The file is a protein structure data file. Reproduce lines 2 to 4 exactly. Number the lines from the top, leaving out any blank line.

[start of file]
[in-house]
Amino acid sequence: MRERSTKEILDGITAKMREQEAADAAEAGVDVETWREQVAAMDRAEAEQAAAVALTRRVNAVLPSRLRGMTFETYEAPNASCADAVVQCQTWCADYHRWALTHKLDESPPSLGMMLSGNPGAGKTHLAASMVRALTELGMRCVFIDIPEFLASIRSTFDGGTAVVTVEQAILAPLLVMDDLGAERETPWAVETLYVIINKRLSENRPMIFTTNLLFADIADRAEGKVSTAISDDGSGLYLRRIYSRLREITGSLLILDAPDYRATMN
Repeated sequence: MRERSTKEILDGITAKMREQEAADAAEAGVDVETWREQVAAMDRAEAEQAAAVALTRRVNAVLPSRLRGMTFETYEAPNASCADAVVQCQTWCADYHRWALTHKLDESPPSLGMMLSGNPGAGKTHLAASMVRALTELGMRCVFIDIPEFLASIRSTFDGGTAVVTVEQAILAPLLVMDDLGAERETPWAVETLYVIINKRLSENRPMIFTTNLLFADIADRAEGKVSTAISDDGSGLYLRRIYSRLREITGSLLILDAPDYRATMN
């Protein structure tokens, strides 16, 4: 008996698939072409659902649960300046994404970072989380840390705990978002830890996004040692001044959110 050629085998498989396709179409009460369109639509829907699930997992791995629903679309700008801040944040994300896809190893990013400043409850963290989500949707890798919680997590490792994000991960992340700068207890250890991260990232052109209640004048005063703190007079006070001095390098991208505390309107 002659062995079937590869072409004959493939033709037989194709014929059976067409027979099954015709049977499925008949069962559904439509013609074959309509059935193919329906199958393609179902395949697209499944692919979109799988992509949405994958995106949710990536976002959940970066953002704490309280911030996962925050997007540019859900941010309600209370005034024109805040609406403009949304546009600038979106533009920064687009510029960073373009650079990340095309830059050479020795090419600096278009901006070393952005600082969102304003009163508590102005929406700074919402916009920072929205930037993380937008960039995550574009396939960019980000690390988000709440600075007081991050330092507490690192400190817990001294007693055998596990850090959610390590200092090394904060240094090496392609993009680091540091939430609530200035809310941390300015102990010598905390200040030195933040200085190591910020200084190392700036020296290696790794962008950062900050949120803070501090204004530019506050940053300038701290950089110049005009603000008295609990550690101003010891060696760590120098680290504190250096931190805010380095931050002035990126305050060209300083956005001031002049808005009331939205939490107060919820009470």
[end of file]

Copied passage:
Amino acid sequence: MRERSTKEILDGITAKMREQEAADAAEAGVDVETWREQVAAMDRAEAEQAAAVALTRRVNAVLPSRLRGMTFETYEAPNASCADAVVQCQTWCADYHRWALTHKLDESPPSLGMMLSGNPGAGKTHLAASMVRALTELGMRCVFIDIPEFLASIRSTFDGGTAVVTVEQAILAPLLVMDDLGAERETPWAVETLYVIINKRLSENRPMIFTTNLLFADIADRAEGKVSTAISDDGSGLYLRRIYSRLREITGSLLILDAPDYRATMN
Repeated sequence: MRERSTKEILDGITAKMREQEAADAAEAGVDVETWREQVAAMDRAEAEQAAAVALTRRVNAVLPSRLRGMTFETYEAPNASCADAVVQCQTWCADYHRWALTHKLDESPPSLGMMLSGNPGAGKTHLAASMVRALTELGMRCVFIDIPEFLASIRSTFDGGTAVVTVEQAILAPLLVMDDLGAERETPWAVETLYVIINKRLSENRPMIFTTNLLFADIADRAEGKVSTAISDDGSGLYLRRIYSRLREITGSLLILDAPDYRATMN
């Protein structure tokens, strides 16, 4: 008996698939072409659902649960300046994404970072989380840390705990978002830890996004040692001044959110 050629085998498989396709179409009460369109639509829907699930997992791995629903679309700008801040944040994300896809190893990013400043409850963290989500949707890798919680997590490792994000991960992340700068207890250890991260990232052109209640004048005063703190007079006070001095390098991208505390309107 002659062995079937590869072409004959493939033709037989194709014929059976067409027979099954015709049977499925008949069962559904439509013609074959309509059935193919329906199958393609179902395949697209499944692919979109799988992509949405994958995106949710990536976002959940970066953002704490309280911030996962925050997007540019859900941010309600209370005034024109805040609406403009949304546009600038979106533009920064687009510029960073373009650079990340095309830059050479020795090419600096278009901006070393952005600082969102304003009163508590102005929406700074919402916009920072929205930037993380937008960039995550574009396939960019980000690390988000709440600075007081991050330092507490690192400190817990001294007693055998596990850090959610390590200092090394904060240094090496392609993009680091540091939430609530200035809310941390300015102990010598905390200040030195933040200085190591910020200084190392700036020296290696790794962008950062900050949120803070501090204004530019506050940053300038701290950089110049005009603000008295609990550690101003010891060696760590120098680290504190250096931190805010380095931050002035990126305050060209300083956005001031002049808005009331939205939490107060919820009470």